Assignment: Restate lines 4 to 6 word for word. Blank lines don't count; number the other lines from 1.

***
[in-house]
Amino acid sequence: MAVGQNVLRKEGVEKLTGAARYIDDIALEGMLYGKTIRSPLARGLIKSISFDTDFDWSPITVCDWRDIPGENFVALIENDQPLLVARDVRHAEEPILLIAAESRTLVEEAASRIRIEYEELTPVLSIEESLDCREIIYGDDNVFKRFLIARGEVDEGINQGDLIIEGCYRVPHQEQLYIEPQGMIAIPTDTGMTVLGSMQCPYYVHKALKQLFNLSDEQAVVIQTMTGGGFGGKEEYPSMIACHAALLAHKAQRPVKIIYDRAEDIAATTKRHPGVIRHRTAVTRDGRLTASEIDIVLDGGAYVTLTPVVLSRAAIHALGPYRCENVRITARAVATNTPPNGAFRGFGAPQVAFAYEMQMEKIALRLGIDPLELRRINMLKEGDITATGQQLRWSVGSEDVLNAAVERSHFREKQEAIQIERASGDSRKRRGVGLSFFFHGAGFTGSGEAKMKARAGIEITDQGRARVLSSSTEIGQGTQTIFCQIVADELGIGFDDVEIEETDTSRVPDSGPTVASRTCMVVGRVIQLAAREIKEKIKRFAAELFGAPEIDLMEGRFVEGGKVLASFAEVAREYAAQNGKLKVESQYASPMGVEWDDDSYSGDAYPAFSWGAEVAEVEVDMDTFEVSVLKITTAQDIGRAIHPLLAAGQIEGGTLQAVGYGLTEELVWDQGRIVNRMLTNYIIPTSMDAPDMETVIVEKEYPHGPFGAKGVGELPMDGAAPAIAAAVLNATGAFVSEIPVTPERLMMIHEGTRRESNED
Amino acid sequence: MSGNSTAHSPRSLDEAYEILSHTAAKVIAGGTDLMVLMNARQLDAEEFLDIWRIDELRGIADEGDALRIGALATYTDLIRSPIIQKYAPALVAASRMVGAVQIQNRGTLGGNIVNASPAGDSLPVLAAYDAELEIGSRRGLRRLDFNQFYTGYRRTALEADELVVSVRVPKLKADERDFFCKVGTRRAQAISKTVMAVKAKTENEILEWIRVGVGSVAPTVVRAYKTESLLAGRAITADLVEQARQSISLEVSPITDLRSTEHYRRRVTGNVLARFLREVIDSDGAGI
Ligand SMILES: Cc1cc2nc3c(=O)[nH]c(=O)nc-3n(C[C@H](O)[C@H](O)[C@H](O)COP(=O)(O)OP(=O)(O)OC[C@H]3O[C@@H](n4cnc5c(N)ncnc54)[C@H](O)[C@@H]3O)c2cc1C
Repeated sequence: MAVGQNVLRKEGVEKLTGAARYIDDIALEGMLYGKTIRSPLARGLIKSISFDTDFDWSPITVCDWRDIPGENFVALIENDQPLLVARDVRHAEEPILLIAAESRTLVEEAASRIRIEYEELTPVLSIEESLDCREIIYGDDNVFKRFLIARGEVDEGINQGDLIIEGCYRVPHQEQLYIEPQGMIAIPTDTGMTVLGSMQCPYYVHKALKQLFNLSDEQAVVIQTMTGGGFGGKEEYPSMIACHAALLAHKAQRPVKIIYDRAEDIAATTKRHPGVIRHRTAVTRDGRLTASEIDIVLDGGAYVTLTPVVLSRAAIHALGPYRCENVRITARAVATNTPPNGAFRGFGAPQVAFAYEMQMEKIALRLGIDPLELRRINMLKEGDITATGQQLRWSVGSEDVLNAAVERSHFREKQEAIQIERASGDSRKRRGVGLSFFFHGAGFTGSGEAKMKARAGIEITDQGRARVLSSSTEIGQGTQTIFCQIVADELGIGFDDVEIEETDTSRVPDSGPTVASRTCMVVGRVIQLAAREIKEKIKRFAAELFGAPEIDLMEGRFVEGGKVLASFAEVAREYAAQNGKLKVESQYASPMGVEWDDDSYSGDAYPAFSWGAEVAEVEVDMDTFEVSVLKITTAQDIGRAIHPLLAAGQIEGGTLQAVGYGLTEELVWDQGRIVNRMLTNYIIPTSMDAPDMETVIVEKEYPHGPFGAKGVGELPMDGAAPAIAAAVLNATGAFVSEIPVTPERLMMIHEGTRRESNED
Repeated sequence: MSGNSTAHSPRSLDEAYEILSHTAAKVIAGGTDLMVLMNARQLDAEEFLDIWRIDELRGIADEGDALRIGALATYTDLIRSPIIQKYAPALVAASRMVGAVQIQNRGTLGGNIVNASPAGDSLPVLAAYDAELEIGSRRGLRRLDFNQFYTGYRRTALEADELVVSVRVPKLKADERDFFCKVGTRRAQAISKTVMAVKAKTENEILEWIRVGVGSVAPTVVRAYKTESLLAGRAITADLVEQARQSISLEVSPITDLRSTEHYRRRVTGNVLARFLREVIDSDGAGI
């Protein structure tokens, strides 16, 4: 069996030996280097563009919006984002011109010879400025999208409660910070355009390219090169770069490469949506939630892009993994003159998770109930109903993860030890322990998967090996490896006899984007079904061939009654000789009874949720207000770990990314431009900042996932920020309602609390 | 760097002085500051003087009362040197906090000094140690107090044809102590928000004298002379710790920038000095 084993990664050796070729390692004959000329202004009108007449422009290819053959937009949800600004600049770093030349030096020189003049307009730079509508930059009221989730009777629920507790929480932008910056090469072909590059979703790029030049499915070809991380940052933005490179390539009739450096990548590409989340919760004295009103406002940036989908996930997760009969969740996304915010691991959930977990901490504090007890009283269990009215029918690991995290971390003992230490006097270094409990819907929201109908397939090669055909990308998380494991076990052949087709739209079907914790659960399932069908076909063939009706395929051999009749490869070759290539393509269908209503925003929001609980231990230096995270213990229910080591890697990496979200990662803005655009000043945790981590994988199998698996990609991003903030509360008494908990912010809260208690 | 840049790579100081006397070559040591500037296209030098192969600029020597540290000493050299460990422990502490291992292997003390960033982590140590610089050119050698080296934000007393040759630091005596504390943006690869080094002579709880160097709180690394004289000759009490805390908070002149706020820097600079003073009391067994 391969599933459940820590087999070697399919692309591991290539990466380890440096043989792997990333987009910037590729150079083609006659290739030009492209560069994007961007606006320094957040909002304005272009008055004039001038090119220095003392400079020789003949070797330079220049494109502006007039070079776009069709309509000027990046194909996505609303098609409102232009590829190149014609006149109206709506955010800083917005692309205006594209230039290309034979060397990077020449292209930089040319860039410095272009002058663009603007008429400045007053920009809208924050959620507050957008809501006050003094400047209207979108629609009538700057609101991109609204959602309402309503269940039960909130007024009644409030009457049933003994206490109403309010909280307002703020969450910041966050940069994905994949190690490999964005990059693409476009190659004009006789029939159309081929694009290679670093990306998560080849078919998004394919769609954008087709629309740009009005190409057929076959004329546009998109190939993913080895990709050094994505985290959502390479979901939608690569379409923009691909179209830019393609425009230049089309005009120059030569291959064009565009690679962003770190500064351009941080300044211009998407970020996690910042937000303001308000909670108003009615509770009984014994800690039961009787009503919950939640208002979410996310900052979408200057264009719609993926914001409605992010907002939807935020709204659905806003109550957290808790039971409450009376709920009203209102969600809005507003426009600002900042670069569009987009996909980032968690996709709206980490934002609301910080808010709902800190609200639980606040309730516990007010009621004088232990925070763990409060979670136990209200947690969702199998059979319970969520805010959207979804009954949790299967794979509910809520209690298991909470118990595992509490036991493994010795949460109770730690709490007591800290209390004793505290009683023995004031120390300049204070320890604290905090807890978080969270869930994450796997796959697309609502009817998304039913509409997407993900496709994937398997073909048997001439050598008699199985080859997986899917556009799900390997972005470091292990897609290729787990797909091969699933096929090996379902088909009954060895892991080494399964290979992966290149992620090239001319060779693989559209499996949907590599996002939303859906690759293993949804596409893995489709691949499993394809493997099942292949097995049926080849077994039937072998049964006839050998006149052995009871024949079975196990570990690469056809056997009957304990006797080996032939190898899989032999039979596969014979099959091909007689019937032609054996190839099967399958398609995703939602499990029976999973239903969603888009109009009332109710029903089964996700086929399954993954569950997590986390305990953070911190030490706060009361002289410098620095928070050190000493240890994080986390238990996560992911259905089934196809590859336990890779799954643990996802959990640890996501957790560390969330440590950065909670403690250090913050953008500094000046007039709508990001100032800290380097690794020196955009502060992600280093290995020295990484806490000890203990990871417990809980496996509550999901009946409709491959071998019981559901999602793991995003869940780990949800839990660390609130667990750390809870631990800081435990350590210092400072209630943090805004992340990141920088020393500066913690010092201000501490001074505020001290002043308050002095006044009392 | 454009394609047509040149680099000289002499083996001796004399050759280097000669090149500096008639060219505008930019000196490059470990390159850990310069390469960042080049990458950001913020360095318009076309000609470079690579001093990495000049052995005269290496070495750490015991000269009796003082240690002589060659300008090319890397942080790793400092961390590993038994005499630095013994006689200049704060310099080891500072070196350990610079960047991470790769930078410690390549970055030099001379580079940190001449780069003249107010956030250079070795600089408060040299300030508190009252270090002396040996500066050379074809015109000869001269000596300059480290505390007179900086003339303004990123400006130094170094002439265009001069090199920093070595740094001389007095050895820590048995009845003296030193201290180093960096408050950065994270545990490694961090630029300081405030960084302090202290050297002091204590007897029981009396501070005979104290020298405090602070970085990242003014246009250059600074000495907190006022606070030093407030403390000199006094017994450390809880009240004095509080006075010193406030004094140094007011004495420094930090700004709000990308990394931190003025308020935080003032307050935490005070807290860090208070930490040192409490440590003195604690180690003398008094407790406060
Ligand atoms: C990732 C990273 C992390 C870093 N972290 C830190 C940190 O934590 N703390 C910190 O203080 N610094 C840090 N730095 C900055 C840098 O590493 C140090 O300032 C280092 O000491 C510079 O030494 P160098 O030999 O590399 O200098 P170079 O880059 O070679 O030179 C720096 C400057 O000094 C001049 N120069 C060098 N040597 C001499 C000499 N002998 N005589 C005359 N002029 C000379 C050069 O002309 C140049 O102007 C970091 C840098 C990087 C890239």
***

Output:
Ligand SMILES: Cc1cc2nc3c(=O)[nH]c(=O)nc-3n(C[C@H](O)[C@H](O)[C@H](O)COP(=O)(O)OP(=O)(O)OC[C@H]3O[C@@H](n4cnc5c(N)ncnc54)[C@H](O)[C@@H]3O)c2cc1C
Repeated sequence: MAVGQNVLRKEGVEKLTGAARYIDDIALEGMLYGKTIRSPLARGLIKSISFDTDFDWSPITVCDWRDIPGENFVALIENDQPLLVARDVRHAEEPILLIAAESRTLVEEAASRIRIEYEELTPVLSIEESLDCREIIYGDDNVFKRFLIARGEVDEGINQGDLIIEGCYRVPHQEQLYIEPQGMIAIPTDTGMTVLGSMQCPYYVHKALKQLFNLSDEQAVVIQTMTGGGFGGKEEYPSMIACHAALLAHKAQRPVKIIYDRAEDIAATTKRHPGVIRHRTAVTRDGRLTASEIDIVLDGGAYVTLTPVVLSRAAIHALGPYRCENVRITARAVATNTPPNGAFRGFGAPQVAFAYEMQMEKIALRLGIDPLELRRINMLKEGDITATGQQLRWSVGSEDVLNAAVERSHFREKQEAIQIERASGDSRKRRGVGLSFFFHGAGFTGSGEAKMKARAGIEITDQGRARVLSSSTEIGQGTQTIFCQIVADELGIGFDDVEIEETDTSRVPDSGPTVASRTCMVVGRVIQLAAREIKEKIKRFAAELFGAPEIDLMEGRFVEGGKVLASFAEVAREYAAQNGKLKVESQYASPMGVEWDDDSYSGDAYPAFSWGAEVAEVEVDMDTFEVSVLKITTAQDIGRAIHPLLAAGQIEGGTLQAVGYGLTEELVWDQGRIVNRMLTNYIIPTSMDAPDMETVIVEKEYPHGPFGAKGVGELPMDGAAPAIAAAVLNATGAFVSEIPVTPERLMMIHEGTRRESNED
Repeated sequence: MSGNSTAHSPRSLDEAYEILSHTAAKVIAGGTDLMVLMNARQLDAEEFLDIWRIDELRGIADEGDALRIGALATYTDLIRSPIIQKYAPALVAASRMVGAVQIQNRGTLGGNIVNASPAGDSLPVLAAYDAELEIGSRRGLRRLDFNQFYTGYRRTALEADELVVSVRVPKLKADERDFFCKVGTRRAQAISKTVMAVKAKTENEILEWIRVGVGSVAPTVVRAYKTESLLAGRAITADLVEQARQSISLEVSPITDLRSTEHYRRRVTGNVLARFLREVIDSDGAGI